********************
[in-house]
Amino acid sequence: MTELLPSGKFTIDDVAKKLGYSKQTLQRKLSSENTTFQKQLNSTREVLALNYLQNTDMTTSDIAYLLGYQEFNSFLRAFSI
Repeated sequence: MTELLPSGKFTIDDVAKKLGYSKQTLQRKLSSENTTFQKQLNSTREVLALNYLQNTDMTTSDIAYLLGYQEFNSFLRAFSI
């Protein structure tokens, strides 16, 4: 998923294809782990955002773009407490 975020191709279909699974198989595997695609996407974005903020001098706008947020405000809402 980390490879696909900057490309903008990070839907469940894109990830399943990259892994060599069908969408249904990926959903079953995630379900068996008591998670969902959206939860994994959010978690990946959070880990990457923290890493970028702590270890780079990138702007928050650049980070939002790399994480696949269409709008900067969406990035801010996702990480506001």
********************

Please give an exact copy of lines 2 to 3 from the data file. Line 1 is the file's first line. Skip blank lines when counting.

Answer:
Amino acid sequence: MTELLPSGKFTIDDVAKKLGYSKQTLQRKLSSENTTFQKQLNSTREVLALNYLQNTDMTTSDIAYLLGYQEFNSFLRAFSI
Repeated sequence: MTELLPSGKFTIDDVAKKLGYSKQTLQRKLSSENTTFQKQLNSTREVLALNYLQNTDMTTSDIAYLLGYQEFNSFLRAFSI